APR Supply just finished a big virtual event in the place of what is usually an in-person event. Would you give us a little context regarding the traditional event?

Ludwig: Our Annual Buying Show has seen 17 years of in-person success. Our traditional event allows for opportunities for customers, vendors, and APR teammates. It’s the day everyone gets along. Going virtual this year was out of necessity, of course. Our teams embraced the challenge, and in less than 80 days, we did our best to replicate the experience our customers and vendors have come to expect.

Were there one or two aspects of the virtual event you were most proud of or you feel were most effective?

Ludwig: We decided to bring the entire workload in-house. Our website provided a viable platform, and our marketing and IT teams had the expertise to make it happen. For them, it was a huge workload.

What did your team learn along the way with regard to the process of transitioning from a physical to a virtual event?

Ludwig: While our customers responded on the sales side, I don’t think they fully embraced the technology and active participation in the show format.

Do you think APR might keep some elements of this virtual event even after traditional physical events return on a more widespread scale?

Ludwig: This show is so important to our overall brand and success that we have detailed debriefs after the show every year. There are certainly some elements that will remain, even when the show returns to an in-person event. It’s a little premature for me to predict what might stay.

What was your favorite college or high school course? Was it the material or the teacher, or both?

Ludwig: I have always been a people person. Human behavior fascinates me. I suppose that is how I ended up with a psychology degree. Now my focus is on salespeople and customer behavior. That is my No. 1 business passion.

What was the worst business advice you ever got?

Ludwig: I am pretty much a straight shooter. I don’t care for deceit as a means to an end. Being told one has to cheat to win is bad advice all around. While politics is part of all of our worlds today, I prefer to be honest and act with integrity. My gain doesn’t have to be someone else’s loss, nor should it be.

Looking at APR’s website, I was interested to see the section about joint ventures, where you have co-located with other independent distributors for customer convenience. Would you offer a benefit of this approach, along with a caveat/something a distributor should analyze or consider before trying that sort of alliance?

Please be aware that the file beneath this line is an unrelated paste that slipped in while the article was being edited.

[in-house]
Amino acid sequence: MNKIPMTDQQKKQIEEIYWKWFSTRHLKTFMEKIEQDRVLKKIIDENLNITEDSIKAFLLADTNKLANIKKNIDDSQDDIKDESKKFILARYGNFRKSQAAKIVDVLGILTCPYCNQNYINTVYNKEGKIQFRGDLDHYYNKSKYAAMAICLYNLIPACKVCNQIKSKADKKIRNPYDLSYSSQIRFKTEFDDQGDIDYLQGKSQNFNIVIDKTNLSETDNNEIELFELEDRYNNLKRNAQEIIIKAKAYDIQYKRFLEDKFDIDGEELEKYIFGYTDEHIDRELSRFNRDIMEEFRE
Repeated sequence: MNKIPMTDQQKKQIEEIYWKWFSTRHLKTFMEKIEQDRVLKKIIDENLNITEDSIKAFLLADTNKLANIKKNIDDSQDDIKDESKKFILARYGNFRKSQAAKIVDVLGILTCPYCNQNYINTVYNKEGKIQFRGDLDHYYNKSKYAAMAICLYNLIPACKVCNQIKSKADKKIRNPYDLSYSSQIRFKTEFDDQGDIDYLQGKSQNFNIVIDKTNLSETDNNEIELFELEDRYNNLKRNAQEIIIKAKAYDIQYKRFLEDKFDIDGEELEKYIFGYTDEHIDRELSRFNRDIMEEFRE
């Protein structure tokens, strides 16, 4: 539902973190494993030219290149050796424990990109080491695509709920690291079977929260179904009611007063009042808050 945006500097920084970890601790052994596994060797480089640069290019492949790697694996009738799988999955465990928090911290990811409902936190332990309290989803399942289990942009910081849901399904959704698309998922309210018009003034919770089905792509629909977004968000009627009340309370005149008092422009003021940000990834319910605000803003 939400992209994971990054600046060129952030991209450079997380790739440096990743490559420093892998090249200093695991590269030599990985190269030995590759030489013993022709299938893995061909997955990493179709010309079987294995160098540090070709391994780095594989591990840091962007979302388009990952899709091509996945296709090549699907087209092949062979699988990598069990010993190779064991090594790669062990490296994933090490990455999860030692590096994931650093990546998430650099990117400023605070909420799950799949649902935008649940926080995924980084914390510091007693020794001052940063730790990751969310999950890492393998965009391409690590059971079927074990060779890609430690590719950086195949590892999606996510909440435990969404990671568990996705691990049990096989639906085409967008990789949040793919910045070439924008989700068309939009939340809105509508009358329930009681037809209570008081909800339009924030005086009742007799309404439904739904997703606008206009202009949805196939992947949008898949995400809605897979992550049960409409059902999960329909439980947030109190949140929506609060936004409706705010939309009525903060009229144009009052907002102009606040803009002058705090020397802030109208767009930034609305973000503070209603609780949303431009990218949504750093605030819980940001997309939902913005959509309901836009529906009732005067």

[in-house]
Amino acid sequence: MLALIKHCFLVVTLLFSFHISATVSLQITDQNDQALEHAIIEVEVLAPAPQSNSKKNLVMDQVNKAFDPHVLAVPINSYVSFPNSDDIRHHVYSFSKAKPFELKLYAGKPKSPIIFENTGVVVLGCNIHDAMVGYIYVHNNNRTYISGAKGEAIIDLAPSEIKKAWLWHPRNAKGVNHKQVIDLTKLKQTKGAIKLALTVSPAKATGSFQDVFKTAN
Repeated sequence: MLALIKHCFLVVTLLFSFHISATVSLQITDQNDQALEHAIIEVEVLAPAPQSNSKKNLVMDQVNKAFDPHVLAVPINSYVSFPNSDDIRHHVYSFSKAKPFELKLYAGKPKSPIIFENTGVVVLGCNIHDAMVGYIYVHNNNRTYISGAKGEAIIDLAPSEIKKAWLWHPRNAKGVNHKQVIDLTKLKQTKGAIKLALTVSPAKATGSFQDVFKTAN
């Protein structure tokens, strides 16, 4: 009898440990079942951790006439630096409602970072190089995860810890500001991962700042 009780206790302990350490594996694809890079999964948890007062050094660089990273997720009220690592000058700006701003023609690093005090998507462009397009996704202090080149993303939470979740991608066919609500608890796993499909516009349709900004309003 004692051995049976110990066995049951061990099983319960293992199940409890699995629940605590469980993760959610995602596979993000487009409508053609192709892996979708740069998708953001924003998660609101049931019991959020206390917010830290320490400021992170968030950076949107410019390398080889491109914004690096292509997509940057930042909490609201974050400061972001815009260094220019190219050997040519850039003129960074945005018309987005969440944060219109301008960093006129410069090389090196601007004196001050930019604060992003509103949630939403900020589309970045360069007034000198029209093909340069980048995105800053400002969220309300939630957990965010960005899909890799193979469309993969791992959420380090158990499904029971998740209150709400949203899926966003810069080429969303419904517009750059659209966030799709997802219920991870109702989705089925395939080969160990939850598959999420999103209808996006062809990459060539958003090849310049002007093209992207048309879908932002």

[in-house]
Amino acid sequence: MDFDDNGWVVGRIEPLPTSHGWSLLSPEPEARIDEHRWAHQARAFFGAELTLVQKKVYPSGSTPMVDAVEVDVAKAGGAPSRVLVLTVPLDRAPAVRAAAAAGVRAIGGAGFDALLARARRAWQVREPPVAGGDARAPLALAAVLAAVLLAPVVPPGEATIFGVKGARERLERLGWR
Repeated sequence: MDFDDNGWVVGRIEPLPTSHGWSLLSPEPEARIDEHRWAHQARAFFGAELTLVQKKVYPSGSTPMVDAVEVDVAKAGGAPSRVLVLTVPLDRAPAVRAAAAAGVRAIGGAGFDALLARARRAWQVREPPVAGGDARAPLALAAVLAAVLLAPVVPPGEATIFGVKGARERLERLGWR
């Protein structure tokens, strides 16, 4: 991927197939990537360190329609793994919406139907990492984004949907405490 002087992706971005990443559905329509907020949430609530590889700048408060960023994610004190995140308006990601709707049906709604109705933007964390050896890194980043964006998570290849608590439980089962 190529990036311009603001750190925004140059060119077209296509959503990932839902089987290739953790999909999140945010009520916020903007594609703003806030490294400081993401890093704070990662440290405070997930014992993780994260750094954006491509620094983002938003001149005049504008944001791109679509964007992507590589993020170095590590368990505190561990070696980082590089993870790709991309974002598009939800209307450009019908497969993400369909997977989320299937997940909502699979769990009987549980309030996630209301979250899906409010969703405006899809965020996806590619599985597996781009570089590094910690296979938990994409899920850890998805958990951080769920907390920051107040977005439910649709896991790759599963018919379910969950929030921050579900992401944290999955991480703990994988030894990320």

Ludwig: Our joint venture is special. Ultimate trust in the goals set out in the beginning was the key. No question of motives and pure transparency is the only way this works. I wouldn’t suggest this is easy, and it’s tested frequently. Open lines of communication at all levels of the organizations is a must.

The overall financial benefits, particularly occupancy costs, far outweigh the potential daily distractions. When everyone keeps the overarching goal in mind, all can be successful.

Is there a type of "minor" HVAC equipment that you're seeing trending way up or way down these days?

Ludwig: I am certain this has some recency bias to it, but the demand for IAQ products has risen through the pandemic, and we don’t expect that to slow down anytime soon. This includes UV, ionization, and filtration.

Something I like to ask distributors who serve multiple trades: Could you share an example of something your team has learned in dealing with your plumbing or tools customers that you have carried over to be more successful in working with your HVAC customers?

Ludwig: I can’t really pinpoint any carryover from one to the other. In my career at APR, we have always had both trades. Technology has perhaps moved a little faster in the HVAC world, and we have had to adapt and be able to communicate those changes for our customers. Showing contractors how to be profitable is a major focus for our sales teams, and I think we are being rewarded for those efforts.

We sometimes ask people for their favorite vacation spots. These days, what’s the place (vacation or not) you’re looking forward to getting back to again as life tries to eventually get back to “normal”?

Ludwig: Our family paradise is Emerald Isle, North Carolina. When I was in college — let’s just say a long time ago — my family began vacationing there. It’s 500 miles from home, and we have immediate family residing there. Seeing them a couple times a year is the added bonus to an already beautiful area of the country.